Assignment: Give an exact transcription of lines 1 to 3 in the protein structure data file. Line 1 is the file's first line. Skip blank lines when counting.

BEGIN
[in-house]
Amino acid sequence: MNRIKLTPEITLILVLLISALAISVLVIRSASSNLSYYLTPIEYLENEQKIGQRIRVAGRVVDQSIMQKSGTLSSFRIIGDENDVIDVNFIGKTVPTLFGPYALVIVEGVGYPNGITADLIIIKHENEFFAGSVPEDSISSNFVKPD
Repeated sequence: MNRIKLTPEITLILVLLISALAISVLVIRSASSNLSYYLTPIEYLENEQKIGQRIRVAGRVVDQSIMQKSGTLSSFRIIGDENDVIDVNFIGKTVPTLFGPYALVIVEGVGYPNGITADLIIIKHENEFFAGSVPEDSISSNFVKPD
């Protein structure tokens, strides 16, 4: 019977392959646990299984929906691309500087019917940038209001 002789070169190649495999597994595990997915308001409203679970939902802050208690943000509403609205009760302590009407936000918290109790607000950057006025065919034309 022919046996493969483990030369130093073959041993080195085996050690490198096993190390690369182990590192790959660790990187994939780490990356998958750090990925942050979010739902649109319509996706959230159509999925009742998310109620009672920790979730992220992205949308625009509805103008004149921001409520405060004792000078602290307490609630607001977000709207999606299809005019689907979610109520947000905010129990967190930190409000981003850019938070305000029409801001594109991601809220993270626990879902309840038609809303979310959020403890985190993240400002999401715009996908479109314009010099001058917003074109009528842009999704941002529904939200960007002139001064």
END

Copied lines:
[in-house]
Amino acid sequence: MNRIKLTPEITLILVLLISALAISVLVIRSASSNLSYYLTPIEYLENEQKIGQRIRVAGRVVDQSIMQKSGTLSSFRIIGDENDVIDVNFIGKTVPTLFGPYALVIVEGVGYPNGITADLIIIKHENEFFAGSVPEDSISSNFVKPD
Repeated sequence: MNRIKLTPEITLILVLLISALAISVLVIRSASSNLSYYLTPIEYLENEQKIGQRIRVAGRVVDQSIMQKSGTLSSFRIIGDENDVIDVNFIGKTVPTLFGPYALVIVEGVGYPNGITADLIIIKHENEFFAGSVPEDSISSNFVKPD